Track 2: Connecting Trash Assessment Data to an Implementation Plan
Non-traditional Phase 2 permittees have been tasked with creating jurisdictional maps that identify the trash levels present at all land uses discharging substantial amounts of trash to the MS4 network and Implementation Plans that describe how a selected combination of controls will achieve Full Trash Capture Equivalency.
Creating a plan is much like the movement of water from Summit to Sea. First, water droplets (or data points) are collected with a vast and broad view of their relationship. Then, moving towards the sea, they have individual and localized impacts. This presentation will detail the process of analyzing Visual Trash Assessment data to connect it to a valuable Implementation Plan. This will be a pre-view as to what Non-Traditional entities can expect after 3 years of data collection, since VTA has been collecting trash as part of its Program Effectiveness Assessment for three years. A single site will be followed from ‘start to finish’ or ‘data collection to implementation plan’ to exemplify the tools and approaches used to create an agency wide strategy for full trash capture equivalency. In addition, the audience will be given details as to how these concepts and tools could be applied to their own Non-Traditional MS4. Speaker will engage the audience with relevant knowledge, exciting slides, and a ‘road map’ moving from mountain summit to the sea.
The presentation will be organized in the following manner:
1. Brief summary as to what the Visual Trash Assessment Methodology entails and how that data is equivalent to Full Trash Capture. – Audience will be surveyed with a raise of hands as to who has used Visual Trash Assessments to survey their sites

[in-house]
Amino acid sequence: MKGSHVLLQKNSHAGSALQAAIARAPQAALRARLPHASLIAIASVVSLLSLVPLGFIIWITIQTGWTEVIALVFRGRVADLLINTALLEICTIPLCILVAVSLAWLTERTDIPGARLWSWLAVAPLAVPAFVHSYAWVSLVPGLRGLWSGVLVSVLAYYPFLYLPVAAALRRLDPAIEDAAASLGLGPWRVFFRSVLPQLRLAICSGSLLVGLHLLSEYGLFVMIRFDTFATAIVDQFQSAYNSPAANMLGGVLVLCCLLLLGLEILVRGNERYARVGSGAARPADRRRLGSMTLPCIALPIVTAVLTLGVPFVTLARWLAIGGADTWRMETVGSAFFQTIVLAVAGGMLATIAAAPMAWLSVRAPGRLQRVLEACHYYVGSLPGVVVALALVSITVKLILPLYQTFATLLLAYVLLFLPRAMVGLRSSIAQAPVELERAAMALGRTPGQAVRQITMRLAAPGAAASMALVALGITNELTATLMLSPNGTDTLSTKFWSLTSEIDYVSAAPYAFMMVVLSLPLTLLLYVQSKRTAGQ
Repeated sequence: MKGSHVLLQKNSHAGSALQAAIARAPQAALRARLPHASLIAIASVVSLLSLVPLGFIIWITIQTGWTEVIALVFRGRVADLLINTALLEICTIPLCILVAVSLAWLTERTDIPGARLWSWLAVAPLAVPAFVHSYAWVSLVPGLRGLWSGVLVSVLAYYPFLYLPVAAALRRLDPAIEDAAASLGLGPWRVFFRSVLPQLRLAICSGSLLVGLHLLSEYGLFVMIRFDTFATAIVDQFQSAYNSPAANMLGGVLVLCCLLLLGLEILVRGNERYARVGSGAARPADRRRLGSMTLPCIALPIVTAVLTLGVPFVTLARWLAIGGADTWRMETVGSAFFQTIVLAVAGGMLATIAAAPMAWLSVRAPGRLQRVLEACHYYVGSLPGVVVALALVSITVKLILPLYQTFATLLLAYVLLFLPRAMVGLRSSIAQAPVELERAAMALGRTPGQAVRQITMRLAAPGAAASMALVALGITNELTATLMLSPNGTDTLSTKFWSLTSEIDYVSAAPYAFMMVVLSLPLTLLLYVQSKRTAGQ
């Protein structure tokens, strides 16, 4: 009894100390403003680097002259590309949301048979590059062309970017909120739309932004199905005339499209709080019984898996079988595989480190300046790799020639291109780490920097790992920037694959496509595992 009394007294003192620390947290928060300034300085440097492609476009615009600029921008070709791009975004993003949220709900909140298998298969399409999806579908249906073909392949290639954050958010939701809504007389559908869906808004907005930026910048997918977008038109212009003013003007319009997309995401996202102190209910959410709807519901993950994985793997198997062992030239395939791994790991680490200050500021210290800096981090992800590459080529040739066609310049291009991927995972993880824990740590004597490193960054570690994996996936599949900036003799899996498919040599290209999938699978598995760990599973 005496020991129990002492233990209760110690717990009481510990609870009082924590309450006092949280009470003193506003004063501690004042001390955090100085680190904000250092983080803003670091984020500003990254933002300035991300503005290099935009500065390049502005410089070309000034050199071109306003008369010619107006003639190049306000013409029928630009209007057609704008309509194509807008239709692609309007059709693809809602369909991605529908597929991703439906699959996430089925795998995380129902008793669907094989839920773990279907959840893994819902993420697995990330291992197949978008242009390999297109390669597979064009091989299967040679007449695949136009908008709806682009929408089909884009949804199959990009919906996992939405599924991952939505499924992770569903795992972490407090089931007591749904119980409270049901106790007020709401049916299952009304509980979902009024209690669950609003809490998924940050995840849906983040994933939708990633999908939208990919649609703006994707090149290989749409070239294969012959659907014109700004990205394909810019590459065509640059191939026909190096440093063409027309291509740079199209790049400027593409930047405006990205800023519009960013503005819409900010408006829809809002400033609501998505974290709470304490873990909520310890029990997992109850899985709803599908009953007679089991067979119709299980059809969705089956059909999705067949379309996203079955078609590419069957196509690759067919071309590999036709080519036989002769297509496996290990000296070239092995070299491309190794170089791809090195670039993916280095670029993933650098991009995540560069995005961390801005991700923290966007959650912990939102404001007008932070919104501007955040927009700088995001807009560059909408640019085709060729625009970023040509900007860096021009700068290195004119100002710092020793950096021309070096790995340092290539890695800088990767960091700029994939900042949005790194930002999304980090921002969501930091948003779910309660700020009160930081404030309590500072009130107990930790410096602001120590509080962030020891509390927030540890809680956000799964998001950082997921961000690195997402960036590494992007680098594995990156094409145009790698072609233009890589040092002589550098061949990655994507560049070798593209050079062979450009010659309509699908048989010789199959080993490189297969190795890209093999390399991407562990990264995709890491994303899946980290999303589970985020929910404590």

2. What Visual Trash Assessment data means to you and your entity- examples of Priority Land Uses and the different ways trash is generated. Different ways Trash generation is combatted, such as a full Operations and Maintenance (O&M) department, contracted O&M, coordination of departments, etc.
3. Creating your Trash Implementation Plan:
a. Current Operations & Maintenance- Scenario specific information regarding O&M regime at certain types of sites, the coordination between different O&M teams from different entities
b. Hotspots present? - What constitutes a particularly trashy area? Focusing efforts here. How do you reduce trash here?
c. Proposed Operations & Maintenance- Scenario specific information regarding NEW O&M regime at certain types of sites
4. Implementing Trash Implementation Plan:
a. Costs- costs related to new O&M regime. What part of proposed plan was actually implemented?
b. Progress Assessments- Is Implementation Plan working? Why or why not?
5. Lessons Learned- Scenario specific.
a. Positives- What worked well?
b. Negatives- What would we have done differently?
c. Main take-aways-How to use these tools to improve the efficiency and effectiveness of stormwater management.
Selena has over two years of experience in environmental science and water quality, with an emphasis on stormwater testing and inspection. She has a background in biology and is a certified Qualified Storm Water Practitioner (QSP) and Qualified Industrial Stormwater Practitioner (QISP). Most recently, Selena has been working with the Santa Clara Valley Transportation Authority (VTA) on their MS4 Non-Traditional Stormwater program and implementation of the Phase 2 permit, and Trash Amendments. Selena has been instrumental in creating an agency wide plan that will reduce trash at VTA and bridge the gap between management and maintenance.
Rachael Keish has over 18 years of experience in environmental engineering, specializing in storm water and construction mitigation compliance. Rachael is a CASQA qualified ToR under the CGP and IGP, as well as a QSP/D and QISP. Her project experience includes work in design and construction on large infrastructure projects. She is also an Envision Sustainability Professional (ENV SP), as well as an ISI Verifier and Trainer. Rachael is currently serving as ASCE Sustainability Committee Chair and CASQA Non-Traditional Workgroup coordinator. Rachael has a B.S. in Civil Engineering from U.T. Austin, and a M.S. in Environmental Engineering from UC Berkeley.